Soviet Premier Josef Stalin (Adrian McLoughlin) ruled Russia with a literal take-no-prisoners mind-set that few in history could match. The often moody, easily provoked leader ordered the death of countless followers for the smallest perceived infraction or insult. It’s no surprise that anyone looking to thrive in such an environment would adapt an uncanny, often heartless knack for self-preservation. Those living in a rathole quickly realize that the best way to prosper is to think like a rat. Such means of success engender a special breed of rat, thriving more on its ability to survive than on its competence. It’s not exactly a landscape that rewards the best and the brightest.
Stalin’s death would set in motion a state of chaos, endless backstabbing and a cat-and-mouse chess match with players lacking any incentive to follow rules.
Go ahead. I know that you’re thinking it: “Isn’t this a strange topic to choose for a comedy?” It sure is, but it’s nothing new to writer/director Armando Iannucci (In the Loop), who’s best known for creating TV’s satirical political series Veep. In his latest film, Iannucci fills out the details in a story taken from a French graphic novel. His version of the tale feels like a blender pureed with surprisingly accurate history and random footage of the Keystone Cops. The result is a farcical mixed bag that will work for some and land with a dull thud for others. It’s the typical challenge of dark satire.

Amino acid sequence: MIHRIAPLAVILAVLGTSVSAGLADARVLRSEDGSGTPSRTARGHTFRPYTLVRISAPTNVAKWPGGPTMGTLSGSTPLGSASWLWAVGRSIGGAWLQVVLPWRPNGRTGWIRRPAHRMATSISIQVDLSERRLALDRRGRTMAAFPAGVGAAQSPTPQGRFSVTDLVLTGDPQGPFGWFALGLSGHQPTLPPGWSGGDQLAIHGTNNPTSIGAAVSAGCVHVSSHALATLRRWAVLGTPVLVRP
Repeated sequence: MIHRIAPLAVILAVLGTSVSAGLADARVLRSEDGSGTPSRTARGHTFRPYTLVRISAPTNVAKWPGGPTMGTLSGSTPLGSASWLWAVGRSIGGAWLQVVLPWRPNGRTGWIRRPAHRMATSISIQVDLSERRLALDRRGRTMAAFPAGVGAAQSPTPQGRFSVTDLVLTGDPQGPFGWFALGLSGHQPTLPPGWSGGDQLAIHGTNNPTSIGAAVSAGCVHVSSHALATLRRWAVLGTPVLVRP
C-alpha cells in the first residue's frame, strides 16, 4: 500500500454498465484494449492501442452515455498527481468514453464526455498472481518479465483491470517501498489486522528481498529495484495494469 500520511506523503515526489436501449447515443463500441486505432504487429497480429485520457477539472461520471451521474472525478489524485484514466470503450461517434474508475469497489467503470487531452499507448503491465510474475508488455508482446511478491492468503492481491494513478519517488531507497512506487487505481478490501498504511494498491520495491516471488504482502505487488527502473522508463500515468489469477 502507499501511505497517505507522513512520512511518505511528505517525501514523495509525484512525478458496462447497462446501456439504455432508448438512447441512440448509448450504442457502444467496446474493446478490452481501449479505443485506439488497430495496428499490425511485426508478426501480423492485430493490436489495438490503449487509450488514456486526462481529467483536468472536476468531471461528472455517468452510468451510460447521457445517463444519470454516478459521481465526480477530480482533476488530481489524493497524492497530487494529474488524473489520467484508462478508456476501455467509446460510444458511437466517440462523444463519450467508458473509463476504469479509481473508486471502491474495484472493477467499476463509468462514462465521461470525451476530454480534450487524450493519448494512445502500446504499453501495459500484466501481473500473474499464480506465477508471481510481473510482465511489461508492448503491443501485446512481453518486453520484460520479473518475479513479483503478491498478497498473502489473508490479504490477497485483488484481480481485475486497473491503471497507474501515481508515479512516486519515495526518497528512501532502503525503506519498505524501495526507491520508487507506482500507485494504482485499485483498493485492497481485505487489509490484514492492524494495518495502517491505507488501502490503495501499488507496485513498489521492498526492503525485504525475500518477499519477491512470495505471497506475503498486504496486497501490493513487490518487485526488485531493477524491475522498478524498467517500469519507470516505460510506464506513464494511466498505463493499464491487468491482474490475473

The cast is overloaded with talent, most notably Steve Buscemi as the always-scheming Nikita Khrushchev and Jason Isaacs as the larger-than-life head of the Russian army Georgy Zhukov. There’s also an unmistakable hint of of Monty Python, which might be due in part to its casting of Michael Palin as Vyacheslav Molotov. While I’m a huge fan of both Python and Palin, this effort is one that I just didn’t find very funny. The jokes are often awkward, surrounded by the surreal and sometimes the downright disturbing. Iannucci also can’t seem to decide if the humor is more about sight gags or punch lines. The plot ends up being driven more by the need to fit in a joke than to tell a cohesive, engaging story. It takes a master like Charlie Chaplin to make people laugh at Adolf Hitler. Stalin is a close second, and Iannucci is no Chaplin.